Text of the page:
Betsi Cadwaladr University Health Board (BCUHB) have issued advice as Norovirus is circulating in the Bangor area. BCUHB are hoping to protect hospital patients from Norovirus (diarrhoea and vomiting) and have put together advice for anyone who has felt unwell with Norovirus – including guidance on when it’s safe to visit a hospital.

What is Norovirus?

Norovirus is a common viral infection which causes vomiting and diarrhoea. It is usually a mild illness, but can cause serious health issues for people who are already frail or unwell. It is more common in the winter but can be caught at any time of the year.

Norovirus is one of the most common causes of diarrhoea and vomiting in Wales and the rest of Europe. The illness can occur at any time of the year, but is more common in winter months.

There are about 3,500 reported cases annually in the UK, but it is believed that about 1 per cent of the population each year will pick up the infection.

The incubation period for Norovirus is anything from 24 hours to three days, and symptoms usually last 12-60 hours. The onset is sudden, and those affected often feel very nauseous and can start vomiting.

Other symptoms can include abdominal cramps, a headache, muscle pain, a high temperature, and loss of appetite.

People usually get over Norovirus within two or three days, but remain infectious for 48 hours, and even up to 72 hours after symptoms stop.

Antibiotics have no effect on viruses, including Norovirus. There is no medication to treat Norovirus – the illness needs to run its course.

How do you treat Norovirus?

In the vast majority of cases, self-care at home is the best way to get over Norovirus.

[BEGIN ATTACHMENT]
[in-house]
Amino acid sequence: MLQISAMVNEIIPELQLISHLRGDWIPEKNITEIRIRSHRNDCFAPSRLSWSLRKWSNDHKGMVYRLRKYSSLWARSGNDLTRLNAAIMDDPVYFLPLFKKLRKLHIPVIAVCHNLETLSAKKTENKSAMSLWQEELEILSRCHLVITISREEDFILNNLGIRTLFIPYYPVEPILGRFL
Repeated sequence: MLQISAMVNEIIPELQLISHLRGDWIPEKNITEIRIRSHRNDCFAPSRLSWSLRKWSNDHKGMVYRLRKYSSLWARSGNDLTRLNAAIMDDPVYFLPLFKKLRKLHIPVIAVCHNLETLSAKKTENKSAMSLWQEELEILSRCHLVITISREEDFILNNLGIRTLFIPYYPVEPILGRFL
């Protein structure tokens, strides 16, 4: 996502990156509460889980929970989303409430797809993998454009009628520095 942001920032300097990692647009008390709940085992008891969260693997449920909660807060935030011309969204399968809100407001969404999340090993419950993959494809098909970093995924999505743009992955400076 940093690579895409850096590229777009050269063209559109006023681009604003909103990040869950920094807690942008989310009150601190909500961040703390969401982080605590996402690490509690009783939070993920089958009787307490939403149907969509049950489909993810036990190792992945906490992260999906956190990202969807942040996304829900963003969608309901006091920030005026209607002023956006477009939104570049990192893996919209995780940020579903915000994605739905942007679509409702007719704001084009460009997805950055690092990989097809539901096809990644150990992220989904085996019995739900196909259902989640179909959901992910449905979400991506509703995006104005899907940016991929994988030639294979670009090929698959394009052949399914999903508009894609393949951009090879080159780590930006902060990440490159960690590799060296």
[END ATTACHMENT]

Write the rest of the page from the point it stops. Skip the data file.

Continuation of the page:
This includes:

  • Getting lots of rest
  • Stay well hydrated
  • Stay at home and avoid contact with other people for at least 48 hours after the last time you are sick or have diarrhoea. This includes not going to school, work, or to other public place

Staying well hydrated is the key to recovering from a nasty bout of Norovirus.

Try to sip little and often, even if you continue vomiting. Keeping your fluids topped up will help you to get back to normal as quickly as possible.

For babies or young children, you can collect oral rehydration solution from any pharmacy without the need for a prescription.

There is no medicine which can be taken to treat Norovirus – paracetamol, ibuprofen or any other medication, including antibiotics, will not assist in helping relieve the symptoms of the bug.

If you still feel you want advice or guidance, you can contact your GP for further assistance. If you feel unwell in the evening, at the weekend or over a bank holiday, and need advice contact your GP’s out-of-hours service.

Should I come to hospital if I’ve been poorly with diarrhoea and vomiting?

If you have felt ill with symptoms associated with Norovirus, the best thing to do is to stay at home, get plenty of rest and make sure you take plenty of fluids.

You need to wait for 48 hours after the last symptom of Norovirus presents itself before heading back out. So, for example, if you are ill on Monday at 11am, please don’t leave the house, return to work or visit friends until 11am on Wednesday.

This also means that you must not visit friends or loved ones in hospital if you’ve felt ill. Visiting hospital when you may have Norovirus puts people who are already very ill at increased risk of infection, and can also lead to staff who are there to care for people at risk.

Hygiene advice to help combat Norovirus

There are a number of ways of helping to prevent the spread of Norovirus and other infectious diseases through basic hygiene steps.

  • Thorough handwashing is the most important prevention measure that you can take. Wash hands thoroughly with liquid soap and warm water and dry afterwards. Do not share towels